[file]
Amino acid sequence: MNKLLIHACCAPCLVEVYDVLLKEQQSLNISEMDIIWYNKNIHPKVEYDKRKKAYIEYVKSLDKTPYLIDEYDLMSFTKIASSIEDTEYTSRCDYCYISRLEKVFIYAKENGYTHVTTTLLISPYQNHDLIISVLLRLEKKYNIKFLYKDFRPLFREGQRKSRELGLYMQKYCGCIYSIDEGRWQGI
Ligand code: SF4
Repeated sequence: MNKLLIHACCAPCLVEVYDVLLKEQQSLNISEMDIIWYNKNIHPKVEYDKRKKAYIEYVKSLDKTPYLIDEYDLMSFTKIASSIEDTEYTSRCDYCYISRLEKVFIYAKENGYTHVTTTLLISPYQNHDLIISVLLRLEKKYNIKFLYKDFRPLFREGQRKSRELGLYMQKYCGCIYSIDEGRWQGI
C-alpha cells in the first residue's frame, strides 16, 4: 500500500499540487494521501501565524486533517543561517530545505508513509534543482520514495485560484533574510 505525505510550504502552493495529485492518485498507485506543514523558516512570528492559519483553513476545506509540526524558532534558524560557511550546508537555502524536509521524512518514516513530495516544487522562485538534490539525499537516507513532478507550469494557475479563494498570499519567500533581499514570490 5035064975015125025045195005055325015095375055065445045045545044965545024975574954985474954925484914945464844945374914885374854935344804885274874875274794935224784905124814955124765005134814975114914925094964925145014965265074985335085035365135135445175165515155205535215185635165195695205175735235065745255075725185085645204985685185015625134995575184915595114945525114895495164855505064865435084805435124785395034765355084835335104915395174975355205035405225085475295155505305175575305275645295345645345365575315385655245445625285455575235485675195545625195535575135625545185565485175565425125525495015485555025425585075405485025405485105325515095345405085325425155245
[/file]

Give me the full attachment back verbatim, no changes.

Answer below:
Amino acid sequence: MNKLLIHACCAPCLVEVYDVLLKEQQSLNISEMDIIWYNKNIHPKVEYDKRKKAYIEYVKSLDKTPYLIDEYDLMSFTKIASSIEDTEYTSRCDYCYISRLEKVFIYAKENGYTHVTTTLLISPYQNHDLIISVLLRLEKKYNIKFLYKDFRPLFREGQRKSRELGLYMQKYCGCIYSIDEGRWQGI
Ligand code: SF4
Repeated sequence: MNKLLIHACCAPCLVEVYDVLLKEQQSLNISEMDIIWYNKNIHPKVEYDKRKKAYIEYVKSLDKTPYLIDEYDLMSFTKIASSIEDTEYTSRCDYCYISRLEKVFIYAKENGYTHVTTTLLISPYQNHDLIISVLLRLEKKYNIKFLYKDFRPLFREGQRKSRELGLYMQKYCGCIYSIDEGRWQGI
C-alpha cells in the first residue's frame, strides 16, 4: 500500500499540487494521501501565524486533517543561517530545505508513509534543482520514495485560484533574510 505525505510550504502552493495529485492518485498507485506543514523558516512570528492559519483553513476545506509540526524558532534558524560557511550546508537555502524536509521524512518514516513530495516544487522562485538534490539525499537516507513532478507550469494557475479563494498570499519567500533581499514570490 5035064975015125025045195005055325015095375055065445045045545044965545024975574954985474954925484914945464844945374914885374854935344804885274874875274794935224784905124814955124765005134814975114914925094964925145014965265074985335085035365135135445175165515155205535215185635165195695205175735235065745255075725185085645204985685185015625134995575184915595114945525114895495164855505064865435084805435124785395034765355084835335104915395174975355205035405225085475295155505305175575305275645295345645345365575315385655245445625285455575235485675195545625195535575135625545185565485175565425125525495015485555025425585075405485025405485105325515095345405085325425155245